Here’s a fun question to ask about the Republicans who spent the weekend spreading lies that Barack Obama was going to spend Independence Day raising campaign cash in Paris: Are they dumb, or evil?
Me, I’m betting on both.
The case for “dumb” starts with Andrew McCarthy, a lawyer and writer for National Review magazine. On Saturday morning, he posted a one-sentence item to the magazine’s blog saying that President Obama would spend July 4th in France on a fund-raising trip.
That was flatly untrue: AP had already reported on Friday that the President would spend the holiday at the White House at a barbecue for military families. The real story sounds really patriotic; the false story sounds really unpatriotic. So of course, McCarthy believed the false story.
The story provoked a not-unexpected hysterical reaction on Twitter:
In fairness to McCarthy, it was easy to understand his confusion. His blog post linked to an ambiguously worded item at Breitbart.com that noted Obama’s campaign would be raising cash from American expatriates in France—”that may be the only place where Obama can still find cheering throngs.” It’s not difficult to see how that could be misread—others did so—but McCarthy had National Review’s megaphone to make his mistake more loudly.
So why do I think McCarthy was dumb to publish the blog post?
Because he was far too willing to assume the worst about President Obama. He didn’t stop and apply a political Occam’s razor to the situation: “There’s no president—not even this one—whose political instincts are so awful that he’d spend the country’s No. 1 holiday in France, grubbing for money.” You don’t have to be an Obama fan to realize the president isn’t that stupid.
If McCarthy had given the matter five seconds’ thought, he might’ve done a quick Google search to verify the Breitbart report. Instead, he published the falsehood.
And it spread quickly—so quickly, in fact, that GOP mastermind Karl Rove even posted the rumor to his own Twitter account, further amplifying the falsehood to his 353,000 followers, and provoking a wave of fresh outrage against the president.
OK. Mistakes happen. So why do I think Breitbart, McCarthy and Rove were all a bit evil?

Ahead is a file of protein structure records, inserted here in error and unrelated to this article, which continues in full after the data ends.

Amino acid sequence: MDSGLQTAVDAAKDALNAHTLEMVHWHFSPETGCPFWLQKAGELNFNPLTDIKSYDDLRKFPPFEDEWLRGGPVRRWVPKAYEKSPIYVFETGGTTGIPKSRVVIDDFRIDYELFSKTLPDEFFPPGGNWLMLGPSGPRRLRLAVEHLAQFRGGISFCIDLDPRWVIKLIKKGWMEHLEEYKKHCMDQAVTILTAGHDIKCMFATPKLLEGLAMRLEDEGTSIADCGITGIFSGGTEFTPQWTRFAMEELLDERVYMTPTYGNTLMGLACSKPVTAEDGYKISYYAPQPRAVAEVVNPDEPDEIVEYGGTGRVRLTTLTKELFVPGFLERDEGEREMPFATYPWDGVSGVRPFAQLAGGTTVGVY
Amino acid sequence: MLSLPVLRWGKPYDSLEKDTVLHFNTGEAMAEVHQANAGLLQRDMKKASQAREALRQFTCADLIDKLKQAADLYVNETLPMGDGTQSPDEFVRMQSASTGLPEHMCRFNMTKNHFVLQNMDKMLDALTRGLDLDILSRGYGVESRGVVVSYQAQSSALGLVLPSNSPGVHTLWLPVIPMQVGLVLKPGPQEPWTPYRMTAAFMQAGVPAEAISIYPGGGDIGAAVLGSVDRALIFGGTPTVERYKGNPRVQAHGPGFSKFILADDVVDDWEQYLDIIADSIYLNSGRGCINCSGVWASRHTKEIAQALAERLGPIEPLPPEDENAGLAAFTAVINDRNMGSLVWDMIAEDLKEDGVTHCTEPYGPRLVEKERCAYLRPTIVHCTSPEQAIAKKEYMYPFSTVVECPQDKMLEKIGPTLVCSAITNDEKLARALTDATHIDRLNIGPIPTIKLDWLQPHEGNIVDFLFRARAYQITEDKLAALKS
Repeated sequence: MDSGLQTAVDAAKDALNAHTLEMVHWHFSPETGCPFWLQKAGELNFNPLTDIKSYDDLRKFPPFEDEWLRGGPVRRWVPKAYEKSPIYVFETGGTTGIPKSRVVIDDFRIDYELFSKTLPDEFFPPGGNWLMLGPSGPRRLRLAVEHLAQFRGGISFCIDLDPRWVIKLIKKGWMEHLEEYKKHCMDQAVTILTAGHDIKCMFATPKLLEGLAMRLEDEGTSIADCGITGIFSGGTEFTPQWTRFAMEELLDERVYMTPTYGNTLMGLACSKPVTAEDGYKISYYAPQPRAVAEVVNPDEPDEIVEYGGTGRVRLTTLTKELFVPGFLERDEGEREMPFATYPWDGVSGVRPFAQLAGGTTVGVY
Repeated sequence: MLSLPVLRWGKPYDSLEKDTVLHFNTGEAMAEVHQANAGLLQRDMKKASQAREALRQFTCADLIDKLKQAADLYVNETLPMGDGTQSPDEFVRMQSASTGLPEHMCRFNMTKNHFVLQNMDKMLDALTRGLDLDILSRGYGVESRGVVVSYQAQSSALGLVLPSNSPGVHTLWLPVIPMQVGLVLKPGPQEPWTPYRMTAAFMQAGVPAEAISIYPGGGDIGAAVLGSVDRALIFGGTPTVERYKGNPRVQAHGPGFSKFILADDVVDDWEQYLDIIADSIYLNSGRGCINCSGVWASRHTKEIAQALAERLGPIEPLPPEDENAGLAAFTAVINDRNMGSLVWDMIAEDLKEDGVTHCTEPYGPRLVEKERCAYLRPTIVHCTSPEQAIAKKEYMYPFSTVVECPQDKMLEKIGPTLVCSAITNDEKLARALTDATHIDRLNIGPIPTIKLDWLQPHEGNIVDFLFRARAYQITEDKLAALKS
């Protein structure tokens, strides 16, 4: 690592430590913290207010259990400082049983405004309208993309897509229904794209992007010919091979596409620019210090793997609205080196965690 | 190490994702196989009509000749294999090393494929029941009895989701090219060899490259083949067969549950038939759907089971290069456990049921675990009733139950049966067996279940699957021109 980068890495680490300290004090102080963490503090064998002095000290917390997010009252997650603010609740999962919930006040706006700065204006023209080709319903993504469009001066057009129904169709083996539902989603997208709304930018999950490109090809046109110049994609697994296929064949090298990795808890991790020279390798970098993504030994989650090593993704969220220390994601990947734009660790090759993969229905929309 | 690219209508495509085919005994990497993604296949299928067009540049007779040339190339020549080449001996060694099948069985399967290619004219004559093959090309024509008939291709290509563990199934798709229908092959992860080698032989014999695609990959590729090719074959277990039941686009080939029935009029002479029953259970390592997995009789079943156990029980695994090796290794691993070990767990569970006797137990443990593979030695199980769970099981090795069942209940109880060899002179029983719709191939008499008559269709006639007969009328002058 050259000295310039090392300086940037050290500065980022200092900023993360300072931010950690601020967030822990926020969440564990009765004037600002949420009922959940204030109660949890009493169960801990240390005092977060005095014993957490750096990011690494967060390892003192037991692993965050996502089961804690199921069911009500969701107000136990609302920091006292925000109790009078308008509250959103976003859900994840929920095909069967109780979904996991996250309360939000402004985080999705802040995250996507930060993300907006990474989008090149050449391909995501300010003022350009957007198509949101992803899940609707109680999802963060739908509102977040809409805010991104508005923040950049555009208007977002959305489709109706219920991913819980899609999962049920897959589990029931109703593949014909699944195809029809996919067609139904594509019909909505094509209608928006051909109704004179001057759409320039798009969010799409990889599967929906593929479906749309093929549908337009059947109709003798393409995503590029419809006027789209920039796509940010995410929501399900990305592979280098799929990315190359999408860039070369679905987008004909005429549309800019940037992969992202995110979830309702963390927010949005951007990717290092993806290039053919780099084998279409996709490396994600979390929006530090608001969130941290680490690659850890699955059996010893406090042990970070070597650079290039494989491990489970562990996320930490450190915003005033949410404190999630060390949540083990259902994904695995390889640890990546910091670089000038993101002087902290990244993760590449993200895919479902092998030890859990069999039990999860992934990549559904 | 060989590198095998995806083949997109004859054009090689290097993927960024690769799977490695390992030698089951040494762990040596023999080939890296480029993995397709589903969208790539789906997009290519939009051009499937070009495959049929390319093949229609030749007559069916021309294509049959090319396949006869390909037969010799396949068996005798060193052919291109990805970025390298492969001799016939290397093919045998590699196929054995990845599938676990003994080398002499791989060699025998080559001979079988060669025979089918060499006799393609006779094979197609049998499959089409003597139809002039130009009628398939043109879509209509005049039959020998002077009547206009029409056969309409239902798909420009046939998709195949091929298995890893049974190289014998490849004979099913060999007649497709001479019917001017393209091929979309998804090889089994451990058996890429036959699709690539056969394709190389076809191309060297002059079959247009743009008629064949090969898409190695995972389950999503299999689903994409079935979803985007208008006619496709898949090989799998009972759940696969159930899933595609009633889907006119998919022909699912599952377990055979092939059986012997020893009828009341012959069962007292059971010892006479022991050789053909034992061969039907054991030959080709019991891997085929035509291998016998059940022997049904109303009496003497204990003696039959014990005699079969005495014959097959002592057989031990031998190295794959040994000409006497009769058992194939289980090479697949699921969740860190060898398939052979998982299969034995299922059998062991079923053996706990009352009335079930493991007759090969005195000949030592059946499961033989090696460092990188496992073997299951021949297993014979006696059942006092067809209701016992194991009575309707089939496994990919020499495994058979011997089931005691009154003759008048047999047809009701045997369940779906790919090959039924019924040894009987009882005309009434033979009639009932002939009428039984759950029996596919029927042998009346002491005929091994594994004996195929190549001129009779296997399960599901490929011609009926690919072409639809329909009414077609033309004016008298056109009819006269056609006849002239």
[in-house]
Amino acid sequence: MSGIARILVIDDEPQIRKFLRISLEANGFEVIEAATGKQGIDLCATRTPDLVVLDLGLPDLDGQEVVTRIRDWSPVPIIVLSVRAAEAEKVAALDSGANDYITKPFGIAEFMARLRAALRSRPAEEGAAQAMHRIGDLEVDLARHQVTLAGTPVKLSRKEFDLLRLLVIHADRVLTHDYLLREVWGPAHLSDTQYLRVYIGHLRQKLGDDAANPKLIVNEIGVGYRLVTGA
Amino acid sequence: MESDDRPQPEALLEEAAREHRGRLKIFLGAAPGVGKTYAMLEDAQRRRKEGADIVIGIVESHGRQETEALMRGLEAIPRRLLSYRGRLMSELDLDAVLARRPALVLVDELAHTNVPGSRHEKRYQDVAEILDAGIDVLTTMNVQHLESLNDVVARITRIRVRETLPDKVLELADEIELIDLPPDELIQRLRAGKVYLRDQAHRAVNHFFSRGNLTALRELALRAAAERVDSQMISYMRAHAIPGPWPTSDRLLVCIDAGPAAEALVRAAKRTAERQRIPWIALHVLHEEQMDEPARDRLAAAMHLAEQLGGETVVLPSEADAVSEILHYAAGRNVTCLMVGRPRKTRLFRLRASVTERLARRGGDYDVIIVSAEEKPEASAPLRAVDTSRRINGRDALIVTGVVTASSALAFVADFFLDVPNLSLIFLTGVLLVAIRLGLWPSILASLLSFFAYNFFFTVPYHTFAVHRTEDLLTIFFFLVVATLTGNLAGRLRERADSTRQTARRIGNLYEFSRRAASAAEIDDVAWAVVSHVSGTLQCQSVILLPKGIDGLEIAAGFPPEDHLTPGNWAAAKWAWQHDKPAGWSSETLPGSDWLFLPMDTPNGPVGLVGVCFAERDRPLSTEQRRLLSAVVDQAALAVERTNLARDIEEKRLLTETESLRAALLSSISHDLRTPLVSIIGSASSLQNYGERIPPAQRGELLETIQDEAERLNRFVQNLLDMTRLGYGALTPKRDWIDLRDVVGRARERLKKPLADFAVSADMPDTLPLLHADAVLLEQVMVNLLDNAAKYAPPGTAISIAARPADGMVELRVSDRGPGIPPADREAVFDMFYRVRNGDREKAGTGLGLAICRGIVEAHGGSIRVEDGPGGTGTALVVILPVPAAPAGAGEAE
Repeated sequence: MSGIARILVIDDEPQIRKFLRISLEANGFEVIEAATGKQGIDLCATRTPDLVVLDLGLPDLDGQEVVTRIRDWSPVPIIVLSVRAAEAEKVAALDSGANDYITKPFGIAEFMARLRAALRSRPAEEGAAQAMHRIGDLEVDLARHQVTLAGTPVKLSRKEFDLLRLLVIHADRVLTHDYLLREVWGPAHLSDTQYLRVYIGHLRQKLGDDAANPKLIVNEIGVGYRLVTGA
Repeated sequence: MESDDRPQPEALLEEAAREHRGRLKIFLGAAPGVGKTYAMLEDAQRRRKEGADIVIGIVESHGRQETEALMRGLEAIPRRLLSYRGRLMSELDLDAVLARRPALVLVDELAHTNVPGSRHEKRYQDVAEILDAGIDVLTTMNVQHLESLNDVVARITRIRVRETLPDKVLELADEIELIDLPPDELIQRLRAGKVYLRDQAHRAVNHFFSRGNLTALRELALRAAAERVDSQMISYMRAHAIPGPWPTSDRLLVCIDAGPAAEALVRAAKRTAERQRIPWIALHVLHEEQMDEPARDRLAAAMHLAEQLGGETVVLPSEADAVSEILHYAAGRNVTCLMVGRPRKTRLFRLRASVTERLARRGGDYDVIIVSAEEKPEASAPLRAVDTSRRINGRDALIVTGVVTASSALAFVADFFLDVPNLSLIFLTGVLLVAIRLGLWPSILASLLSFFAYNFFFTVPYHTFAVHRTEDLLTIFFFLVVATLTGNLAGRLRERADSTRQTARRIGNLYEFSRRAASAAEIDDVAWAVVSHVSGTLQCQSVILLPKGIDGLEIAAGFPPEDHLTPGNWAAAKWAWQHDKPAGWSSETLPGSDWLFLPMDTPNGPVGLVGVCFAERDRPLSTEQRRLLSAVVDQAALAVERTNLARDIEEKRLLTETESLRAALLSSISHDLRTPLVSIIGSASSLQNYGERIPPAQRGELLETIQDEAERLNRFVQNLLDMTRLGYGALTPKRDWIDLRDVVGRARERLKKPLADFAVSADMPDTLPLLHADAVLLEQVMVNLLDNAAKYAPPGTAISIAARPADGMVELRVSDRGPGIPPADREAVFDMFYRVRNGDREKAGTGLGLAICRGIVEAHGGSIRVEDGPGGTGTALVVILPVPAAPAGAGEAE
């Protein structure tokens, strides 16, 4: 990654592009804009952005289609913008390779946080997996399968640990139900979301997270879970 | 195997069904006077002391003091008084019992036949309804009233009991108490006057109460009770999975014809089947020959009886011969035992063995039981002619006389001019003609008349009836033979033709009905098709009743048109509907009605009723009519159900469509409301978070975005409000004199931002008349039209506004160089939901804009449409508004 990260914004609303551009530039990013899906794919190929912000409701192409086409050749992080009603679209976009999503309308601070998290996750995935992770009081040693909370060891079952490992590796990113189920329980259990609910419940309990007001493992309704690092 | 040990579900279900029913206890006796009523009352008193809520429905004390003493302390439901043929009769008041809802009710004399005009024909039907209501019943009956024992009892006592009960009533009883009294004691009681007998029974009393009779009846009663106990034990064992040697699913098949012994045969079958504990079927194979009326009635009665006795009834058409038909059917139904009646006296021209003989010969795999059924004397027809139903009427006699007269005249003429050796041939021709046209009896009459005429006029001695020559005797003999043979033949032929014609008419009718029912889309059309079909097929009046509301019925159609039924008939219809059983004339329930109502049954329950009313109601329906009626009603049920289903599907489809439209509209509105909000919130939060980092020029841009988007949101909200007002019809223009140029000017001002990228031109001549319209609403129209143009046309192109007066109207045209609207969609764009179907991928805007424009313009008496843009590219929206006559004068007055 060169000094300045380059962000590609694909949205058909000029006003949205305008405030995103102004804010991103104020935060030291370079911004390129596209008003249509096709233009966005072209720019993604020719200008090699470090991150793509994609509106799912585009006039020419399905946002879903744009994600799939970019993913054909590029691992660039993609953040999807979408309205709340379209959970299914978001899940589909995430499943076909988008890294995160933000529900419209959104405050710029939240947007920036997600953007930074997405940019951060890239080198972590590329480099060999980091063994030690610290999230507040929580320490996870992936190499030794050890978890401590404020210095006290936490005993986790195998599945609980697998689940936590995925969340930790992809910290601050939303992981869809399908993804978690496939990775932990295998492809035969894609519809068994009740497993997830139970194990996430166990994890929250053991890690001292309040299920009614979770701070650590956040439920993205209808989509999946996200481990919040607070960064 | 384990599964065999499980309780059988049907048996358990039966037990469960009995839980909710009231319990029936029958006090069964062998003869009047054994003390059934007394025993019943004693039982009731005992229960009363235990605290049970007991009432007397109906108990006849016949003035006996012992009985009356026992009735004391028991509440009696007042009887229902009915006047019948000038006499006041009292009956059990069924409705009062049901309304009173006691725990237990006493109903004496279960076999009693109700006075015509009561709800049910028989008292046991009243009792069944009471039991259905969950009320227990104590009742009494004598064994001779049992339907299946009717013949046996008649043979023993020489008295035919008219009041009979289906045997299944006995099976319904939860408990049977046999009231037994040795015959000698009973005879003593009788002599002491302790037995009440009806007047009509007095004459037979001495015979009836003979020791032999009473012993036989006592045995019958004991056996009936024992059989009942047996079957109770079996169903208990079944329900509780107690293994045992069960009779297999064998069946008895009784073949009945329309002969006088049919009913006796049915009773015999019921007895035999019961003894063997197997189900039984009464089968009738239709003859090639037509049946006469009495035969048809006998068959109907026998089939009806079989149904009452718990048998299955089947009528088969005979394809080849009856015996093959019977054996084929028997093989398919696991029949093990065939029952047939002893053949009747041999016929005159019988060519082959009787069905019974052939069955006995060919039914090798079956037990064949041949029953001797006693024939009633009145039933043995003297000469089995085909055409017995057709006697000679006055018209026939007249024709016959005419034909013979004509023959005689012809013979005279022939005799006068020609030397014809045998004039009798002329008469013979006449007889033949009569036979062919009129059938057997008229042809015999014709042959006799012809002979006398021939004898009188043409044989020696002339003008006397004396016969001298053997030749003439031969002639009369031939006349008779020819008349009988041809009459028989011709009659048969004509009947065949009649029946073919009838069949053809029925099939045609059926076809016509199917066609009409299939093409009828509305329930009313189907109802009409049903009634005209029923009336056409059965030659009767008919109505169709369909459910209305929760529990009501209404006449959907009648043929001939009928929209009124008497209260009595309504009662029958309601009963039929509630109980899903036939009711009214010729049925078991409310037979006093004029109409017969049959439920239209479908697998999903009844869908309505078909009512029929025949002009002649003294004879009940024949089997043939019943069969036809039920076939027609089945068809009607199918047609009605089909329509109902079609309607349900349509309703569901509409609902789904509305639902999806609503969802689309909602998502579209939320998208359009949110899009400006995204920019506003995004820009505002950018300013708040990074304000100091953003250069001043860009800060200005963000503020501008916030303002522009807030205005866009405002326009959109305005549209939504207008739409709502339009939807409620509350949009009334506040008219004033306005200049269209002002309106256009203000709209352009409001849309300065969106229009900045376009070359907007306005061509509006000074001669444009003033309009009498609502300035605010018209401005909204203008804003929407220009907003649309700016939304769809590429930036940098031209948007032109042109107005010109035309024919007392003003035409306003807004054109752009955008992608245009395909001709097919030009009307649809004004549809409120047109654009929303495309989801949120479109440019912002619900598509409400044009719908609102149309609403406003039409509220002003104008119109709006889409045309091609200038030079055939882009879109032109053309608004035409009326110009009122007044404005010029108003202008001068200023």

Because they had a chance to correct the record—and as of Sunday night, some 36 hours later—hadn’t done so. They let the rumor fly and fester, choosing to let Republicans believe and spread untruths about the President. And that’s when the whole story shifted from being a mistake and became a lie.
Take McCarthy. On Saturday, I challenged him via Twitter: “So when are you going to correct your false post about Obama being in Paris July 4? That’s what post unambiguously says.”
McCarthy responded early Sunday: “When you get a sense of humor—not holding my breath.”
So it was a joke? That explanation doesn’t really hold up, given McCarthy’s perpetual stance of aggrievement—and it’s also unbelievable because thousands of people who read his work didn’t get the joke. They took McCarthy at his word, and acted accordingly. He didn’t bother to let them know it was just a joke.
Why didn’t Rove correct his tweet? We don’t know. Maybe he didn’t check his BlackBerry all weekend after posting the falsehood about the president. But that seems … unlikely.
And you can even argue that Breitbart.com, once it saw how its reporting was being misused—the author was aware of the controversy—could’ve attempted to correct the record. It didn’t.
The result? Expect to get a lot of crazy emails from your angry Tea Party uncle about how Obama is disrespecting his country by leaving the country on July 4th to go collect money from the surrender-monkeys. And expect that this particular lie about the president will persist all through campaign season.
Dumb or evil? Either way, it’s difficult to make the case that these Republicans care about the truth.